This interview focuses on the Homestead update for Elder Scrolls Online, which introduces player housing. The interviewer is IceFireWarden, and the interviewee is Lawrence Schick, playing Housing Broker Canthion. It was conducted in or around February 2017.
Eis Vuur Warden, an Argonian vampire and a wayward & contract scholar, has just received a letter from the Architects Guild notifying him that as a former member of the now disbanded Imperial Geographic Society he has received a special discount on any new home he decides to purchase in the future. Because the Guild has begun promoting new, renovated, and stylish homes across the Starry Heart recently (and because the letter made a point that he should empty his barely touched coffers), Eis has decided to contact one of his few friends in the Guild and ask him a few questions regarding these available houses, as well as ask him a couple of questions about a few of them and houses in general.
Location: The Screeching Echkin Tavern, Ska'vyn
Interviewer: Eis Vuur Warden
Interviewee: Housing Broker Canthion, Associate of the Architects Guild. He is quite knowledgeable of houses and how they are built from culture to culture, as well as legends & lore surrounding the majority of them and information about their former occupants. He is also somewhat learned in Nirn's geography.
Eis Vur asks: "I find it a bit odd that the houses found in Alliance areas can be bought by individuals from different Alliances. Wouldn't the Three Banners view this as potential hazards to their war efforts?"
Broker Canthion says: "As you may know from your dealings with the Mages Guild, all the pan-Tamrielic trade organizations established in 2E 321 by the Guild Act consider themselves neutral actors as regards inter-province or inter-alliance warfare. Wars are expensive pursuits, funded primarily by taxation and levies on trade—which means that trade must be allowed to continue unabated during times of warfare, or the source of funds for those wars rapidly dries up. Since our housing brokerages are subsidiary to the Architects Guild, local governments can trust that our business will be conducted on a non-political basis. Since individual citizens from foreign states are still free to travel through the Alliances (trade would come to a standstill otherwise), we are free to sell them real estate."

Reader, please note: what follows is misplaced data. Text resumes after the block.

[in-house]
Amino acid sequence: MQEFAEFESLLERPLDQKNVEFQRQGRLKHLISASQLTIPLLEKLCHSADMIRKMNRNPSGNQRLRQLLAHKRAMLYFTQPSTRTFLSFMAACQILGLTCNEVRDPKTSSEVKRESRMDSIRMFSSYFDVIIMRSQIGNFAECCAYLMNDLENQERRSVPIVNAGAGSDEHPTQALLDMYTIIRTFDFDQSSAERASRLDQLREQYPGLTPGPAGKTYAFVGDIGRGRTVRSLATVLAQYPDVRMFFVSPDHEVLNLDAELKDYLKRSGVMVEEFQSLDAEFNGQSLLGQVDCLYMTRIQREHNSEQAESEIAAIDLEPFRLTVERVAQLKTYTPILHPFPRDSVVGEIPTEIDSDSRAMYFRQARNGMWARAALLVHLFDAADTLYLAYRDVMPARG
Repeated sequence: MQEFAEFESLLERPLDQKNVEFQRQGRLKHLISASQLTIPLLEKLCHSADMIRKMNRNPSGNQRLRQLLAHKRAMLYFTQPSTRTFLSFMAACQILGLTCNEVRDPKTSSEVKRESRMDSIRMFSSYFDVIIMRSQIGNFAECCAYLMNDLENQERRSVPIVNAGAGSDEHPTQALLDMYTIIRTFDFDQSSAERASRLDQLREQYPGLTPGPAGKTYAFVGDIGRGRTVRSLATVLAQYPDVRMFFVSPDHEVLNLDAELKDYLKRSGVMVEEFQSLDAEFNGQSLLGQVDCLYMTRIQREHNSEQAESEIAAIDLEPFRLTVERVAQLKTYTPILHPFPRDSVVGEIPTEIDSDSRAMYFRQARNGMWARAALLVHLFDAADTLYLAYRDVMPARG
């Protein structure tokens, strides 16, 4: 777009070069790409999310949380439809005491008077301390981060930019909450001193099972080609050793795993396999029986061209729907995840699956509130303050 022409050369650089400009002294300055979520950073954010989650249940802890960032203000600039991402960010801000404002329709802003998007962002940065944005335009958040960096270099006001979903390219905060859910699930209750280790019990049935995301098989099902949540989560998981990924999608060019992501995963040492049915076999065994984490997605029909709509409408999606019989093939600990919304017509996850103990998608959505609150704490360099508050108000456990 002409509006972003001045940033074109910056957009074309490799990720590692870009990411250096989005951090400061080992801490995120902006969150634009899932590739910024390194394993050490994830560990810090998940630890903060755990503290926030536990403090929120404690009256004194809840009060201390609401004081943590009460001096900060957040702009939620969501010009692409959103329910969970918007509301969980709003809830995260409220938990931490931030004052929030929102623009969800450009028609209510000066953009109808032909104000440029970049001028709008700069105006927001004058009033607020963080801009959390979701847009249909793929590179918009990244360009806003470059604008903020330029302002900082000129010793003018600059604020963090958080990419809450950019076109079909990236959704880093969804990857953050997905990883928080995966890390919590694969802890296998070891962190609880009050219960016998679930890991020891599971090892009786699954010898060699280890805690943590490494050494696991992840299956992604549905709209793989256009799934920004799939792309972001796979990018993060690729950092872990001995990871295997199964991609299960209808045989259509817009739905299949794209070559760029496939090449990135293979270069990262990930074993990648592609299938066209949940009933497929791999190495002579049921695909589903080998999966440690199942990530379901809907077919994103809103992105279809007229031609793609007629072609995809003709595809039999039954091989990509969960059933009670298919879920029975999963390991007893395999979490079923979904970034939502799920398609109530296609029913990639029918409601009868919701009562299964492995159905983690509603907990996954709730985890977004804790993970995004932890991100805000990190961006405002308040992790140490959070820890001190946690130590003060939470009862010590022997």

Eis Vur asks: "As I read this catalogue of available houses and apartments, I have noticed that quite a few are being sold specifically because their former owners – a Captain Margaux, another Captain by the name of Izad, the jester-mage Z'za, and my dear friend Phrastus of Elinhir – are either dead, traveling, or have strangely disappeared, making their properties and furnishings freely useable by the Architects Guild. Wouldn't selling their property give your organization a bad name, especially if they returned from their whereabouts or if extended family wished to claim them?"
Broker Canthion says: "Title to a house must be free and clear of all encumbrances before a brokerage will consent to sell it, so you can be sure that every house in the catalogue is available for legitimate and permanent purchase. As for why some properties are tagged with famous names, that's just good marketing: houses formerly owned or occupied by celebrities generate more interest and therefore sell for higher prices!"
Eis Vur asks: "I have a friend, a stout Breton who prefers to go by the alias of 'the Acer,' who asked me a question about Altmeri & Dunmeri 'kinhouses,' as they are called. He's been traveling around the continent recently, and stumbled across an Altmer talking about building a kinhouse on Auridon shortly after leaving Morrowind and overhearing a Dunmeri couple arguing over their kinhouse. Since I didn't have the answer, I hoped you would tell me what a kinhouse is, exactly? And how do they vary between High Elf and Dark Elf culture?"